[The following is an exact transcript of this podcast.]
There’s a push now to find the fuel of the future. Will it come from corn? Sugarcane? How about bugs? University of Florida entomologist Michael Scharf says termites may play a major role. He makes that claim in the November issue of the journal Biofuels, Bioproducts & Biorefining.
Termites produce enzymes. Those enzymes work with microorganisms in the bug’s gut. When termites munch their way through your house, the enzymes and microbes together turn wood into simple sugars. Biofuels today come from edible plant material, such as starch in corn or sugar in sugarcane. There’s a great deal of potential energy in tougher parts of the plants, but it’s locked in something called lignocellulose. Researchers have been investigating heating the woody material, or grinding it and treating it. And a handful of research groups are studying the termite system.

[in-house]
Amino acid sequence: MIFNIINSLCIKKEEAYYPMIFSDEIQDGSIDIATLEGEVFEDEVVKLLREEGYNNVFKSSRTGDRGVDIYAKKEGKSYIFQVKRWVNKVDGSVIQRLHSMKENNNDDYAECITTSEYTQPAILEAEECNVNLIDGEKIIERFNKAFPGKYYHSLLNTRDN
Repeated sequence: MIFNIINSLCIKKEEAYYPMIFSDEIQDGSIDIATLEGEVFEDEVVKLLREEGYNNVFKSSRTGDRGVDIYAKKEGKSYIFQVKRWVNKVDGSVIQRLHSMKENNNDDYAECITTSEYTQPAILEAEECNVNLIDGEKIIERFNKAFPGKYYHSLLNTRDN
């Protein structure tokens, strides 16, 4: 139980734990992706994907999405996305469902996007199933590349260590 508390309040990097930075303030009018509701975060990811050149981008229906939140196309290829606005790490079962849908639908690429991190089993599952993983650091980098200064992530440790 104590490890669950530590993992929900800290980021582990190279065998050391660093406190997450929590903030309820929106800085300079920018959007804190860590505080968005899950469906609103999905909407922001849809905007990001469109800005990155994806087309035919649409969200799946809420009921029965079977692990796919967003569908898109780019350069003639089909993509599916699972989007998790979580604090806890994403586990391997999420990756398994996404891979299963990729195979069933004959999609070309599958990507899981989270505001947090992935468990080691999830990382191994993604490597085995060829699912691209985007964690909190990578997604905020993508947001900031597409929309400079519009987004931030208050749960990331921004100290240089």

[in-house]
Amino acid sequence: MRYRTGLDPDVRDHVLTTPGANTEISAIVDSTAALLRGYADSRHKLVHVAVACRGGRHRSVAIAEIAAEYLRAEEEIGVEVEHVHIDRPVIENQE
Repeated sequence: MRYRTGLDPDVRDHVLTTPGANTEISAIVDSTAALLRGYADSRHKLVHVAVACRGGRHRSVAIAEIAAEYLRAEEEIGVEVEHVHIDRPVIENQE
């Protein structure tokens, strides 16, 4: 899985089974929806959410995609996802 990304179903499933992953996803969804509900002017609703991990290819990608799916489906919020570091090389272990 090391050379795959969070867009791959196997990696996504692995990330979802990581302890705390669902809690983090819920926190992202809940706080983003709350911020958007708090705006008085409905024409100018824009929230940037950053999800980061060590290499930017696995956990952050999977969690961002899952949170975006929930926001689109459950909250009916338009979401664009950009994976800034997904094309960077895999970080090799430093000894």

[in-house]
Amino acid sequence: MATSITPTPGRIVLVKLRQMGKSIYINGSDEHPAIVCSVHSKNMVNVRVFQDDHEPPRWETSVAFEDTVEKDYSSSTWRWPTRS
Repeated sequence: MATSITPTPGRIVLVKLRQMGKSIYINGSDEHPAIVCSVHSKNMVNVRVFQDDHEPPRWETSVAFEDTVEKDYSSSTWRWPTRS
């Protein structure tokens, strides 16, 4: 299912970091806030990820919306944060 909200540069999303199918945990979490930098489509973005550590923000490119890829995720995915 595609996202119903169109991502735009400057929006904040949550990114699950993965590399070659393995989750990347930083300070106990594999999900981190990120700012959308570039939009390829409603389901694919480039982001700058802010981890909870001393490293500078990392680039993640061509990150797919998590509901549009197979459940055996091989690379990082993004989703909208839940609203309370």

Scientists have identified a few of the enzymes and microbes involved, but they say it’ll take more research and time to apply this system to our own hunger for biofuels. We may also need to turn to other munching bugs like wood-boring beetles. Maybe someday they’ll be heating our homes, not eating them.